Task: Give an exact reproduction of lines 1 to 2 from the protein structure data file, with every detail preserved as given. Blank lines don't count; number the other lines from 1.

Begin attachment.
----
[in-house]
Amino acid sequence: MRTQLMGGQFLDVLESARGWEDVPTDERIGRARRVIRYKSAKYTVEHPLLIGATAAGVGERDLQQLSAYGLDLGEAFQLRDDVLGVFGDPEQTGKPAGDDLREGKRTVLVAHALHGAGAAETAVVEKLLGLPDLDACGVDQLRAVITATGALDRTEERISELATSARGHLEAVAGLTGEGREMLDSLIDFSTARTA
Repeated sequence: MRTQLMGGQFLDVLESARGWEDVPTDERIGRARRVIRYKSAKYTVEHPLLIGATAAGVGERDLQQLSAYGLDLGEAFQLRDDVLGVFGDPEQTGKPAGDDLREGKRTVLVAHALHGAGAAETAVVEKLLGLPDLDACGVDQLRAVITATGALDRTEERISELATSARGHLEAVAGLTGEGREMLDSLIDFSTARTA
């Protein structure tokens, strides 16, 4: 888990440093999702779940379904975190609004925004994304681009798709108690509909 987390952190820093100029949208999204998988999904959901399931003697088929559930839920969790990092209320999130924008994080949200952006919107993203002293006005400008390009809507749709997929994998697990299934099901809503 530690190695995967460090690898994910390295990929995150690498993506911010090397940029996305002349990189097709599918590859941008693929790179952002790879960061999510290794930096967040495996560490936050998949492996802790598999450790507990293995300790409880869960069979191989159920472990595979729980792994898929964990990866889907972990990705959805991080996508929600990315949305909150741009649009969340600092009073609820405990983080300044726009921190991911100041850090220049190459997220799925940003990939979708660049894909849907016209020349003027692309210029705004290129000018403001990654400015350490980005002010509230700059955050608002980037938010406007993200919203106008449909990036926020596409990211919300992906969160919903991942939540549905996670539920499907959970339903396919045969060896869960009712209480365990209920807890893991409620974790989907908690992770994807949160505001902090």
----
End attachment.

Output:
[in-house]
Amino acid sequence: MRTQLMGGQFLDVLESARGWEDVPTDERIGRARRVIRYKSAKYTVEHPLLIGATAAGVGERDLQQLSAYGLDLGEAFQLRDDVLGVFGDPEQTGKPAGDDLREGKRTVLVAHALHGAGAAETAVVEKLLGLPDLDACGVDQLRAVITATGALDRTEERISELATSARGHLEAVAGLTGEGREMLDSLIDFSTARTA